So before when you were a developer you would have to give up the IP and then you can earn back at 15 or 20 per cent and then you get a pittance. Whereas now the investor is made whole and then the money is shared equally on the percentage basis of the joint venture. Which for the development partner is 50 per cent.

Q: So how do you judge the products that you think are worth the money and the investment? Or is it just down to your experience?

Stew Kosoy: I could give you a long story about that but basically yes. I've been doing this 25-30 years, I did Doom 2, I did Quake, I signed the original Unreal, I sold Battlefield to EA, Abe's Odyssey, Duke Nukem, I did a lot of games. I can tell you a bunch that didn't make it...

The hardcore gamer now is the niche market

Stew Kosoy

Q: Tell me a few that didn't, just to give it balance.

Stew Kosoy: Did you ever hear of Toxic Crusader? It was a Sega Genesis game, and it was bad. It underperformed. Actually, I learned a really strong lesson. I was a producer at Sega and I had a lot of loyalty to my developer, and we had a meeting, and everybody, the room was full of management and marketing, they all wanted to kill the project. And at the time it was like $50,000 left and I'm like "well we could finish this project and make our money back" and I passionately argued my position and won.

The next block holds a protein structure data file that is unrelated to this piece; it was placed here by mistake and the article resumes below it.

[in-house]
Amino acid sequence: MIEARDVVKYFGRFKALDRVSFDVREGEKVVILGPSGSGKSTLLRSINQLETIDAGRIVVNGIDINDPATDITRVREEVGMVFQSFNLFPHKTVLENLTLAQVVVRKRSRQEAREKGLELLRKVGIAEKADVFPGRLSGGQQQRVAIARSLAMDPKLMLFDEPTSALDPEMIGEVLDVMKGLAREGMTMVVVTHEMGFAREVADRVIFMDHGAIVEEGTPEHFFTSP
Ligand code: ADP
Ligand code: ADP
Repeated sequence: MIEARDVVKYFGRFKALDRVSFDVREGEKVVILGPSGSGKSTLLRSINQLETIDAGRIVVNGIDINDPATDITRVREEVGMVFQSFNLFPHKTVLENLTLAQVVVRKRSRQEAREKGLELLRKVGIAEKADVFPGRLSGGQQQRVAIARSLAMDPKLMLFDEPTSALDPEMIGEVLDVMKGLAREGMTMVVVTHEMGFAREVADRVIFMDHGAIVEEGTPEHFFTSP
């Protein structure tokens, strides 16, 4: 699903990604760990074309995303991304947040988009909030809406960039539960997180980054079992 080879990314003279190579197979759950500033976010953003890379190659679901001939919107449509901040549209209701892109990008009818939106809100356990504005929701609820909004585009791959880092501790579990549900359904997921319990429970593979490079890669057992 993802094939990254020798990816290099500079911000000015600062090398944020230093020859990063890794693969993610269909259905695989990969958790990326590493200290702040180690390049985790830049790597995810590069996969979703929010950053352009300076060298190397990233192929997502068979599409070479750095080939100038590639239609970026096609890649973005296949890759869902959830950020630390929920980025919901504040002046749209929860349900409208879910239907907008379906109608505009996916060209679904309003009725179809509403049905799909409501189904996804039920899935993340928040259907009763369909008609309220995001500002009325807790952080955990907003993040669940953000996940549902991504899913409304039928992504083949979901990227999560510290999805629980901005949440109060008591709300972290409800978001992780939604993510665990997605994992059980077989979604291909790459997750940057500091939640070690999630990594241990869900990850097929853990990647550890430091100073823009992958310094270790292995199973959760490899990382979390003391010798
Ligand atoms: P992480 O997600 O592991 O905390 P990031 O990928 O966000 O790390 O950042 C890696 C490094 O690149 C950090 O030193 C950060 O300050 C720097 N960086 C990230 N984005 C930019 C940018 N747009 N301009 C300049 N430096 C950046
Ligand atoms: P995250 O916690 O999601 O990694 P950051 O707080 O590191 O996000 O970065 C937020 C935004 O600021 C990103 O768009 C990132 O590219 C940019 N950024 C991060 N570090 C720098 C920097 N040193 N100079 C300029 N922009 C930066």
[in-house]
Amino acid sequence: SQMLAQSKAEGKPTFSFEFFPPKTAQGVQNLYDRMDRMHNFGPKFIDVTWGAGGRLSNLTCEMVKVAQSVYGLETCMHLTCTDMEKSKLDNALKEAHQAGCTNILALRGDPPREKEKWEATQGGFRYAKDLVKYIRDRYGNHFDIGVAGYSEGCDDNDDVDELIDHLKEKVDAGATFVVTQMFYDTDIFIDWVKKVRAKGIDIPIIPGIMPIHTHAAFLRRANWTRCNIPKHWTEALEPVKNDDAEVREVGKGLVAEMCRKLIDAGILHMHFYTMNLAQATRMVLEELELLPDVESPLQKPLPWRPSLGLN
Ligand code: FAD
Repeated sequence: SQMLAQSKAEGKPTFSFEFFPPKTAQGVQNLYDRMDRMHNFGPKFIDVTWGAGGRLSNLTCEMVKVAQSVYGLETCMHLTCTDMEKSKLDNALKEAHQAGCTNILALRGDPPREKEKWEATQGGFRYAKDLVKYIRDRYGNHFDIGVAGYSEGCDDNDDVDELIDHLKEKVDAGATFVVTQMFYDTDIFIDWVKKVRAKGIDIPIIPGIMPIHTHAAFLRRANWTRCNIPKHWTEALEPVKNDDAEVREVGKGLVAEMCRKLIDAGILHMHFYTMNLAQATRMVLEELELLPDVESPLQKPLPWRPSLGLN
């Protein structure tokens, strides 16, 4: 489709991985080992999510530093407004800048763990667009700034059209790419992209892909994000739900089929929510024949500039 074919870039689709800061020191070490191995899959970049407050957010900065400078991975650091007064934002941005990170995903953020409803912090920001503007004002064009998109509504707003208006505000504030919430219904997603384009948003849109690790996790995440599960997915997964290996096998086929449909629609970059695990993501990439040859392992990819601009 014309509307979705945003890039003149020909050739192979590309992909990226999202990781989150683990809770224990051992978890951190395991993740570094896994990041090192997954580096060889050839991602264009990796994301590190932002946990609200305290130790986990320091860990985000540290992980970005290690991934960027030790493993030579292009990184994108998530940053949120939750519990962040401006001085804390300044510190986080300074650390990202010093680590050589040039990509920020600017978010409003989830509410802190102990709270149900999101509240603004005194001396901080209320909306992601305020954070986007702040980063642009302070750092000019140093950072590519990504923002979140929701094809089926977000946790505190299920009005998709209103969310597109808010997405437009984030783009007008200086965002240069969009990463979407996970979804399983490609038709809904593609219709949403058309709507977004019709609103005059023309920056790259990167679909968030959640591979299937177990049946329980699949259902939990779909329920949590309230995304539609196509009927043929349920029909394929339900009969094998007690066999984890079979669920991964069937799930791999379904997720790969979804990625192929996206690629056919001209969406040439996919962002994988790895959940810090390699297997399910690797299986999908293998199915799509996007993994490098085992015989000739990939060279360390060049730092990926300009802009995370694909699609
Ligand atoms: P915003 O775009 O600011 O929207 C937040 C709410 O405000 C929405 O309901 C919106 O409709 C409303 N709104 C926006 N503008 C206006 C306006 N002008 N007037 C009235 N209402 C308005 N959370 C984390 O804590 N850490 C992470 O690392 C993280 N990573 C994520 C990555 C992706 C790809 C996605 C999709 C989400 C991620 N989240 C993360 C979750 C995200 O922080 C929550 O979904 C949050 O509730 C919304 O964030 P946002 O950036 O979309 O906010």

And I was wrong, because there's an opportunity cost. You have to believe that every project you're doing is going to be that hit, because you're taking up a slice. You're taking up cost and opportunity so we're not only looking for games that I like to play, a long time ago I learned that's not the key. But if you look close and look around you'll see some games that have a spark, that makes you feel... I don't know. The best way I can describe it is remember when SSX first came out? You picked up the controller, and in two seconds, you're doing all this? You pick it up, two minutes, it's going to be a hit. It gets you, you feel it, there's a mechanic, it's just absorbing, as opposed to "oh yeah another one of those."